Life Moments column by Christine Bryant
Next time you’re walking through a local park and something catches your eye, take a look. It might be the work of a local artist.
In case you’ve been living under a rock, you may not have heard of the latest phenomenon sweeping social media pages.
Painting rocks and hiding them for others to find is a new trend among those who love the idea of treasure hunting and see the beauty in adding a little bit of inspiration to our surroundings.
Take a look on Facebook and you’ll find pages like “Reynoldsburg Rocks!”, “Columbus Ohio Rocks!”, “Grove City Ohio Rocks” and “London OH Rocks. You’ll quickly see how this craft-based activity is growing.
The idea is to decorate rocks and hide them in various public locations to brighten someone’s day. You can use paint or sharpies to decorate, followed by a clear coat sealer to preserve the art.
If you are out and about, walking through a park or other public area and find one, turn it over and you’ll likely see “Post a picture to Columbus Ohio Rocks!” so that the rock’s journey can be documented. Some will even encourage you to put the rock back or take it with you and hide elsewhere.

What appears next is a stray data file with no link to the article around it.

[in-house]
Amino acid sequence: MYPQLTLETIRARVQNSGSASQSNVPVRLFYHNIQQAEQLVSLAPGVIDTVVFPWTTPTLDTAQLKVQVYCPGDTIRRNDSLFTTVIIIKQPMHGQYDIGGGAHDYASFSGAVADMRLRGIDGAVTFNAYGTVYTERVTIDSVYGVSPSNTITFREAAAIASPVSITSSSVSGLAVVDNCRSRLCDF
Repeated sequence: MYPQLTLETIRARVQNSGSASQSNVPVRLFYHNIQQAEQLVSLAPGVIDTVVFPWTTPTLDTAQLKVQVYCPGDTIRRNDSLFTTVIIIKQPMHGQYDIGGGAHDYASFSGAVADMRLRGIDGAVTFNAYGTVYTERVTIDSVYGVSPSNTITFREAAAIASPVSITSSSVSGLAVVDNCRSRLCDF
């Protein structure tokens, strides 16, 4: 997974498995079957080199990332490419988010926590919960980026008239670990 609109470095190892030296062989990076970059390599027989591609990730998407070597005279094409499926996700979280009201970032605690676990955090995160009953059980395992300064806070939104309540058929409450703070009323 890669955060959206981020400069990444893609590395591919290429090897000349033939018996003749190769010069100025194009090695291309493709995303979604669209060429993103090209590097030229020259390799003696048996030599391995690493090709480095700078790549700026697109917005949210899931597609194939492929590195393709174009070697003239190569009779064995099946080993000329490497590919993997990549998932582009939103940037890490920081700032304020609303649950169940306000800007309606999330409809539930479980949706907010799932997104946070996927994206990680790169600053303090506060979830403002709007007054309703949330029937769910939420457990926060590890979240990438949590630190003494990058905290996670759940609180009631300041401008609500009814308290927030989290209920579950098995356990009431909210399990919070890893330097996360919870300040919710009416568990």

Several communities are catching on to this activity, with organizations like Columbus and Franklin County Metro Parks offering rock painting classes. If you’re planning to attend the upcoming Reynoldsburg Tomato Festival Aug. 18 and 19, keep your eyes open for a handful of rocks hidden throughout the festival that appropriately are painted like a tomato.
I must admit, some of the effort that has gone into painting these rocks is impressive. They’re gorgeous – like miniature works of art. Others are perhaps not as detailed, but are instead fun and comical.
Either way, each carries its own personality and brings out the inner child in all of us – whether it’s by breaking out the art supplies or by feeling like we struck gold when we stumbled across one in the park.
One thing to note if you’re thinking about testing out your artistic skills. Hiding painted rocks in federal parks is not permitted. In fact, in general, you aren’t supposed to remove items of any kind from federal parks or introduce items that aren’t naturally found there.
Having said that, many municipalities and public places embrace this activity, and if central Ohio is indicative of this trend, there’s plenty of painted rocks out there to discover.
Christine Bryant is a Messenger staff writer and columnist.